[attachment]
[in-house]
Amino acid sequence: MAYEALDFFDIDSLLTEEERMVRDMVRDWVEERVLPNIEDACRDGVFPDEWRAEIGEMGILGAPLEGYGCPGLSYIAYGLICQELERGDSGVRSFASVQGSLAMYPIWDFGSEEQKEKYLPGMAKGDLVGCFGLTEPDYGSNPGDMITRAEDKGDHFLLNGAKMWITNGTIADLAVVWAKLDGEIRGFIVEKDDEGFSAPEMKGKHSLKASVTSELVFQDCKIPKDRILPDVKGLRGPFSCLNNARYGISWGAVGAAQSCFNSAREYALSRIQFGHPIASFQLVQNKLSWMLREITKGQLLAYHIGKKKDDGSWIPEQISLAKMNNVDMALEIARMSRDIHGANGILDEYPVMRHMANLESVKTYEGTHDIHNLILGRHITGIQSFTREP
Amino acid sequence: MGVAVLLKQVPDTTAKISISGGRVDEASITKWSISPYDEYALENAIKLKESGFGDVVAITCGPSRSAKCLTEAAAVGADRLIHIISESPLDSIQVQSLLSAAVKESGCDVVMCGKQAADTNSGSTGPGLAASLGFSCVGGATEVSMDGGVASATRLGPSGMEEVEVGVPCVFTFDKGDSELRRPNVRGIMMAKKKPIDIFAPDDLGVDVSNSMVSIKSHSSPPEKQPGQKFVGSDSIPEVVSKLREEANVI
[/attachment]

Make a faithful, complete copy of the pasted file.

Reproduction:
[in-house]
Amino acid sequence: MAYEALDFFDIDSLLTEEERMVRDMVRDWVEERVLPNIEDACRDGVFPDEWRAEIGEMGILGAPLEGYGCPGLSYIAYGLICQELERGDSGVRSFASVQGSLAMYPIWDFGSEEQKEKYLPGMAKGDLVGCFGLTEPDYGSNPGDMITRAEDKGDHFLLNGAKMWITNGTIADLAVVWAKLDGEIRGFIVEKDDEGFSAPEMKGKHSLKASVTSELVFQDCKIPKDRILPDVKGLRGPFSCLNNARYGISWGAVGAAQSCFNSAREYALSRIQFGHPIASFQLVQNKLSWMLREITKGQLLAYHIGKKKDDGSWIPEQISLAKMNNVDMALEIARMSRDIHGANGILDEYPVMRHMANLESVKTYEGTHDIHNLILGRHITGIQSFTREP
Amino acid sequence: MGVAVLLKQVPDTTAKISISGGRVDEASITKWSISPYDEYALENAIKLKESGFGDVVAITCGPSRSAKCLTEAAAVGADRLIHIISESPLDSIQVQSLLSAAVKESGCDVVMCGKQAADTNSGSTGPGLAASLGFSCVGGATEVSMDGGVASATRLGPSGMEEVEVGVPCVFTFDKGDSELRRPNVRGIMMAKKKPIDIFAPDDLGVDVSNSMVSIKSHSSPPEKQPGQKFVGSDSIPEVVSKLREEANVI